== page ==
3 modelers are building the 24in wingspan Miles M.18 free flight rubber scale model. Join in on the build and/or share positive thoughts via the Comment Forum.
It’s been two weeks since we announced this online build and we’ve got 3 folks building the 24in wingspan Miles M.18 Mk2 free flight rubber scale model. Two modelers are on the East Coast and one in the Pacific Northwest. All have completed the tail framework, one has constructed the wing and two have made solid progress on fuselage construction. We’ll share some to-date pics along with some of the techniques employed so far.
Two builders “tiled” the PDF plan and printed the appropriate sections on their home printer and dove right into the build. One got the PDF file printed at Arch D size at the local print shop and cut the plan into sections for the build.
While one modeler has constructed the wing, we’re going to hold off on coverage there until the next update when all builders should be well into that phase. Let’s move on to discuss M.18 fuselage construction, where two builders have been progressing more or less in lockstep. It’s interesting to see their similar, but slightly different approaches.
Both builders constructed the fuselage side frames first in the conventional manner over the plan side view. One builder constructed the second fuse side over the first which is a technique to help ensure the second side frame is a duplicate of the first fuselage side frame. This helps achieve a straight and square fuselage box later. With this technique, the plastic cling wrap that the first fuse side is built on is folded over that constructed first frame to prevent the second frame built ontop from cementing to the first one underneath.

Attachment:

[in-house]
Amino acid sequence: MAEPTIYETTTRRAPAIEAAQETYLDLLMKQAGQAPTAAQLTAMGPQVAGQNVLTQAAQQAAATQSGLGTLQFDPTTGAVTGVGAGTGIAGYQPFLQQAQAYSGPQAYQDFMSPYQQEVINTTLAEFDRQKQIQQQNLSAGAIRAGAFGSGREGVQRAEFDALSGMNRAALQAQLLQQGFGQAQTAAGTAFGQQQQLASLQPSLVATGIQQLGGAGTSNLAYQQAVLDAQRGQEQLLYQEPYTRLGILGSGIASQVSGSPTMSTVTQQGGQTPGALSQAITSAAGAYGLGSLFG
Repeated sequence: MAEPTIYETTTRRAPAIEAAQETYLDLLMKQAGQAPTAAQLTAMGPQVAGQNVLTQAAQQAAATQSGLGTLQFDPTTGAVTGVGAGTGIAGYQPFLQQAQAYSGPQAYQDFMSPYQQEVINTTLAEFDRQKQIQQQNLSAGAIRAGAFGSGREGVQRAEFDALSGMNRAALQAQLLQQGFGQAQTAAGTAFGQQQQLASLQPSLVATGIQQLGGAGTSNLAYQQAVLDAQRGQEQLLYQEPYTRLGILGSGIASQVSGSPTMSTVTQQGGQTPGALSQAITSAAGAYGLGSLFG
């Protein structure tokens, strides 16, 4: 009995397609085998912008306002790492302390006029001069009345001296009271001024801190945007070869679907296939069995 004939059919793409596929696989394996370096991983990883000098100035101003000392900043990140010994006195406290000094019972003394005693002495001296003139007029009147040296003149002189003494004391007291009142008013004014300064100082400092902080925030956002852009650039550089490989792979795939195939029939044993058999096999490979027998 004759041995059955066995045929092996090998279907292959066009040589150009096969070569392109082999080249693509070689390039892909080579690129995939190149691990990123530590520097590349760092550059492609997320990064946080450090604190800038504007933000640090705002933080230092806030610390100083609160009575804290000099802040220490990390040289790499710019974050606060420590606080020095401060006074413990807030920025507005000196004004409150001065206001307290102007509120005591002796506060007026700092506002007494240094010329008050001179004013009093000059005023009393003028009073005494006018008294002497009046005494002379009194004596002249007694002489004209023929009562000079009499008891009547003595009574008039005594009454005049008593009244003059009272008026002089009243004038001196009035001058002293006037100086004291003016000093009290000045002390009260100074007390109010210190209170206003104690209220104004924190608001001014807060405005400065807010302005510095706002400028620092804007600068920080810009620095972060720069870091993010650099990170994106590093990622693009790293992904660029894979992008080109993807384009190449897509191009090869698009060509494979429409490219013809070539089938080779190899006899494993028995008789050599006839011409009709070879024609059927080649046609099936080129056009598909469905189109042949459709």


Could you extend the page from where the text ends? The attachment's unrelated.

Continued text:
Building a square balsa stick box is a challenging task and here’s where it’s interesting to compare the approach the builders took. Both builders built the M.18 fuselage box upside down with the straight upper longeron held flat to the building board. Both modelers used tools to hold the side frames to the board and keep them square while cementing the fuselage crosspieces in place. While not specified on the plan, both modelers built the fuselage box with 1/16 sq balsa crosspieces installed along the top longeron. These crosspieces will be cut away for rubber motor clearance after fuselage formers, stringers and cockpit decking have been added. One builder used pins to hold the fuselage side frames to a conventional balsa building board, while the other used strong magnets to hold his side frames firmly to a flat metal desktop “building board”. Both used 90deg square blocks to check and maintain alignment as crosspieces were added top and bottom at the side frame upright positions to construct a square fuselage box. One used magnetic squares. while the other used heavy machinists blocks (see My Favorite Tools #2 video). Both modelers drew in the top and bottom longerons at the nose using Former 1 to provide rigidity and lock the box together at the nose. Former 1 was the first fuselage former to be installed after the fuselage box – with all crosspieces installed – was lifted from the building board.
Closing Build Update #1
This is a good place to close this first M.18 build update. The tail has been constructed and two modelers have the fuselage box completed and are adding formers, stringers and cockpit decking (more on that in Update #2). One modeler has the wing constructed and is moving into the fuselage build. More on the wing build will be provided in the next M.18 build update so stay tuned.
Until then, keep those balsa chips flying! Don’t forget to post your constructive comments or questions (none are too basic).
My Favorite Tools #2 – Machinists Blocks ; youtube